“You don’t take a photograph, you make it.” – Ansel Adams
You may think photography gets in the way. That a camera creates a wall between you and the person you are interacting with. You may say interrupting the natural flow of a conversation by sticking a camera in someone’s face just destroys the moment. Well you are right, but I also disagree. Sounds a little contradicting, doesn’t it? There are always two sides of every coin. It takes experience, an eye for detail and a people oriented individual to keep the balance of capturing a moment without taking away from it.
So how do you do it? How do you take a photograph without taking something way from the subject and the environment? Why is it called TAKING a photo? As if you are literately taking something away from that person, or moment you are photographing?
Ask yourself the purpose for which you are photographing. Ask yourself what is the outcome you are envisioning as a result of taking a photograph. Sometimes is may be as simple as, “I find this aesthetically pleasing and I like it; so I want to look at it again.” Other times you want a visual representation of an event, a time, or memory to cherish for years to come. The purpose could be to illuminate a certain emotion or to provide a voice for the abused and silenced. Whatever your reason is you should always ask yourself: am I taking away from this person, situation, or environment? Or am I giving something. Am I blessing this person by showing them how beautiful they really are? Am I creating a beautiful art piece to be marveled at for years to come? Am I using my camera as a bridge to approach people and to build relationships?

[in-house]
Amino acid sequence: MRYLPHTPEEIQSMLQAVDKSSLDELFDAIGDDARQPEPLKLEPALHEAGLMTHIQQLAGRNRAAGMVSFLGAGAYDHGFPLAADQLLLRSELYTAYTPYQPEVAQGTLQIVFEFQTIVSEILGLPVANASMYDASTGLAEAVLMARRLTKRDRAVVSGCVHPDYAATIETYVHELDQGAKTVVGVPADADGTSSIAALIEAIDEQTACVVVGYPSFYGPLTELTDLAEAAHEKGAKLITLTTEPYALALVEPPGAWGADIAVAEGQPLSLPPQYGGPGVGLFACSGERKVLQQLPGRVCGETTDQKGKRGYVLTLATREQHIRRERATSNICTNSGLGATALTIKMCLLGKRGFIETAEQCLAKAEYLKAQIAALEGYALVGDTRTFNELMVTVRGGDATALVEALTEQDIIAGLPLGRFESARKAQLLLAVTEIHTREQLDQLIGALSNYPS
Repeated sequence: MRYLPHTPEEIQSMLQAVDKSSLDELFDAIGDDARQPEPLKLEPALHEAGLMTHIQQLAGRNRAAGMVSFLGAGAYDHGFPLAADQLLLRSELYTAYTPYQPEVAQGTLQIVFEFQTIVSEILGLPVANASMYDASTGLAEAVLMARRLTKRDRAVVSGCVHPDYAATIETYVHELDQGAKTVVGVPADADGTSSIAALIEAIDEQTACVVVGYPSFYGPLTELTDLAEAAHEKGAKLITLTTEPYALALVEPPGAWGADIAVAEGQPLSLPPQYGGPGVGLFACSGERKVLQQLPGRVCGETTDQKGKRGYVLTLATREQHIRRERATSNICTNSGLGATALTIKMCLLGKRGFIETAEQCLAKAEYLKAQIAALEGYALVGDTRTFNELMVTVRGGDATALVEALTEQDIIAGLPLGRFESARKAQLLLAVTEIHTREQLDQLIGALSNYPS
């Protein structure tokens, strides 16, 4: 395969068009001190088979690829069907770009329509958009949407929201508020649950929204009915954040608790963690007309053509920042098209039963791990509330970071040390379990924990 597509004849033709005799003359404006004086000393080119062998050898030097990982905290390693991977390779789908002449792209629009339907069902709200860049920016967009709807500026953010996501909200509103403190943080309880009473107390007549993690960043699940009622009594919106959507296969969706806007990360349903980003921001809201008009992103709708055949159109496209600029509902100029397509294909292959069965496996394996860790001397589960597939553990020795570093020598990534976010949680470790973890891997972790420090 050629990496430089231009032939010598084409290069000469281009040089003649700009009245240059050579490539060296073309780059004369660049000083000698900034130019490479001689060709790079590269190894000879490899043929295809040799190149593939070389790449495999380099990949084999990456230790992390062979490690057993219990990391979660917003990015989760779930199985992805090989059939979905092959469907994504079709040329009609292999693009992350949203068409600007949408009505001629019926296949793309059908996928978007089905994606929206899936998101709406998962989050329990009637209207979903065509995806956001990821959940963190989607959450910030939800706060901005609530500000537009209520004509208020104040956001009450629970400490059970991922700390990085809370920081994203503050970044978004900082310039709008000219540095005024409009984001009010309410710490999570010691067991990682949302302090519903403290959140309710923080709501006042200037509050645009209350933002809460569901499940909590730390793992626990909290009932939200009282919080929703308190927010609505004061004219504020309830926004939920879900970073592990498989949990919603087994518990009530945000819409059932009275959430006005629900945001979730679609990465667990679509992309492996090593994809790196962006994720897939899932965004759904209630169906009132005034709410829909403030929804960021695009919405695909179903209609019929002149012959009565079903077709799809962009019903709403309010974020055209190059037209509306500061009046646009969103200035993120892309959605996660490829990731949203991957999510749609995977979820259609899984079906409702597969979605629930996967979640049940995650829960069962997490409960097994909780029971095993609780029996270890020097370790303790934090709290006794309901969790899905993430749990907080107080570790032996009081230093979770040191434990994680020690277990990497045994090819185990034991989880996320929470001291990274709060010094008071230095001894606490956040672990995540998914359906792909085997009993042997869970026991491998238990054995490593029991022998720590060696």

With all my images I hope to give something positive. I hope to bless those I am photographing, as well as those who may view my work later on. I don’t want to take anything away. I want to give. I want to create a photograph; instead of taking a photograph.